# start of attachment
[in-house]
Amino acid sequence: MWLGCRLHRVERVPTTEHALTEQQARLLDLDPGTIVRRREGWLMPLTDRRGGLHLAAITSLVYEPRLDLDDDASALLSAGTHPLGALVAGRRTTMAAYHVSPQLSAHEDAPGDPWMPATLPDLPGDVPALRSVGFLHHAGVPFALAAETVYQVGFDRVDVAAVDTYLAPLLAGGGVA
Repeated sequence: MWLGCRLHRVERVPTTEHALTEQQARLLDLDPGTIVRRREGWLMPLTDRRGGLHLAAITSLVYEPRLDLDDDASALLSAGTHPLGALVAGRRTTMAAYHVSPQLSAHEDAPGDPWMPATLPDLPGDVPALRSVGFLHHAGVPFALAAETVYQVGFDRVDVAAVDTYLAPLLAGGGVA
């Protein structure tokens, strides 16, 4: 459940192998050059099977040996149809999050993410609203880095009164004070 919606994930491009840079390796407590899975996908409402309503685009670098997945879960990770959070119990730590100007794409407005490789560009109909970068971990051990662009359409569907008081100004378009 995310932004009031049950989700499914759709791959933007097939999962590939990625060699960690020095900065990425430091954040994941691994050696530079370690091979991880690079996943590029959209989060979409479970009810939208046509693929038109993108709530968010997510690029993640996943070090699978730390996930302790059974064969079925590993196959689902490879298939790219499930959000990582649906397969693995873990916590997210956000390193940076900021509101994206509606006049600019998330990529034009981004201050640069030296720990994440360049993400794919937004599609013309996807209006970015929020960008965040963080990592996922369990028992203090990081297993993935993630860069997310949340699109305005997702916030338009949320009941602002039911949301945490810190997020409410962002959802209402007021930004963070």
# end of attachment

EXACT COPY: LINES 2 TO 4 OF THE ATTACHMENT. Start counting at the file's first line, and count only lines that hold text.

Amino acid sequence: MWLGCRLHRVERVPTTEHALTEQQARLLDLDPGTIVRRREGWLMPLTDRRGGLHLAAITSLVYEPRLDLDDDASALLSAGTHPLGALVAGRRTTMAAYHVSPQLSAHEDAPGDPWMPATLPDLPGDVPALRSVGFLHHAGVPFALAAETVYQVGFDRVDVAAVDTYLAPLLAGGGVA
Repeated sequence: MWLGCRLHRVERVPTTEHALTEQQARLLDLDPGTIVRRREGWLMPLTDRRGGLHLAAITSLVYEPRLDLDDDASALLSAGTHPLGALVAGRRTTMAAYHVSPQLSAHEDAPGDPWMPATLPDLPGDVPALRSVGFLHHAGVPFALAAETVYQVGFDRVDVAAVDTYLAPLLAGGGVA
């Protein structure tokens, strides 16, 4: 459940192998050059099977040996149809999050993410609203880095009164004070 919606994930491009840079390796407590899975996908409402309503685009670098997945879960990770959070119990730590100007794409407005490789560009109909970068971990051990662009359409569907008081100004378009 995310932004009031049950989700499914759709791959933007097939999962590939990625060699960690020095900065990425430091954040994941691994050696530079370690091979991880690079996943590029959209989060979409479970009810939208046509693929038109993108709530968010997510690029993640996943070090699978730390996930302790059974064969079925590993196959689902490879298939790219499930959000990582649906397969693995873990916590997210956000390193940076900021509101994206509606006049600019998330990529034009981004201050640069030296720990994440360049993400794919937004599609013309996807209006970015929020960008965040963080990592996922369990028992203090990081297993993935993630860069997310949340699109305005997702916030338009949320009941602002039911949301945490810190997020409410962002959802209402007021930004963070």